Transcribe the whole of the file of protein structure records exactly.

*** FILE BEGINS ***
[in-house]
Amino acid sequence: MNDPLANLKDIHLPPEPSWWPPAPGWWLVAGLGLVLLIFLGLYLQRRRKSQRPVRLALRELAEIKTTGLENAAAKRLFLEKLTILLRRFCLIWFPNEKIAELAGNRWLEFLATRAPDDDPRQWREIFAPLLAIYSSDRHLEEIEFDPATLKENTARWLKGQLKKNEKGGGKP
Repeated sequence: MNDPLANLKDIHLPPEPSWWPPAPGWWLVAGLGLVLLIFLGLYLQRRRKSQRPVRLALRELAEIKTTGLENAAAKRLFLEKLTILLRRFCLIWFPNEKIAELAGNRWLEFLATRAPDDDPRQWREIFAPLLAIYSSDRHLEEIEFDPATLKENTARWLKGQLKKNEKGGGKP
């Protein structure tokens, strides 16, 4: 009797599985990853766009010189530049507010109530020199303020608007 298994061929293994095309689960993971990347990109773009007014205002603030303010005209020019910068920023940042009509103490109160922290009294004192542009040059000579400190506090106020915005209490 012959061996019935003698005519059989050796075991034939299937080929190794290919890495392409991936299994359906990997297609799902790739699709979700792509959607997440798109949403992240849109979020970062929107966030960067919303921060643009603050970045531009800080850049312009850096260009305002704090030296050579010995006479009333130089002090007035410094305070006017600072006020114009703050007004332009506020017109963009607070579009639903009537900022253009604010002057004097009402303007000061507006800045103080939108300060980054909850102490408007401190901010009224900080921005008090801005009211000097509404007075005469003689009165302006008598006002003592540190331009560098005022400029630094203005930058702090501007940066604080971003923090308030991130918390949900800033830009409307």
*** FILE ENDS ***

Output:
[in-house]
Amino acid sequence: MNDPLANLKDIHLPPEPSWWPPAPGWWLVAGLGLVLLIFLGLYLQRRRKSQRPVRLALRELAEIKTTGLENAAAKRLFLEKLTILLRRFCLIWFPNEKIAELAGNRWLEFLATRAPDDDPRQWREIFAPLLAIYSSDRHLEEIEFDPATLKENTARWLKGQLKKNEKGGGKP
Repeated sequence: MNDPLANLKDIHLPPEPSWWPPAPGWWLVAGLGLVLLIFLGLYLQRRRKSQRPVRLALRELAEIKTTGLENAAAKRLFLEKLTILLRRFCLIWFPNEKIAELAGNRWLEFLATRAPDDDPRQWREIFAPLLAIYSSDRHLEEIEFDPATLKENTARWLKGQLKKNEKGGGKP
């Protein structure tokens, strides 16, 4: 009797599985990853766009010189530049507010109530020199303020608007 298994061929293994095309689960993971990347990109773009007014205002603030303010005209020019910068920023940042009509103490109160922290009294004192542009040059000579400190506090106020915005209490 012959061996019935003698005519059989050796075991034939299937080929190794290919890495392409991936299994359906990997297609799902790739699709979700792509959607997440798109949403992240849109979020970062929107966030960067919303921060643009603050970045531009800080850049312009850096260009305002704090030296050579010995006479009333130089002090007035410094305070006017600072006020114009703050007004332009506020017109963009607070579009639903009537900022253009604010002057004097009402303007000061507006800045103080939108300060980054909850102490408007401190901010009224900080921005008090801005009211000097509404007075005469003689009165302006008598006002003592540190331009560098005022400029630094203005930058702090501007940066604080971003923090308030991130918390949900800033830009409307």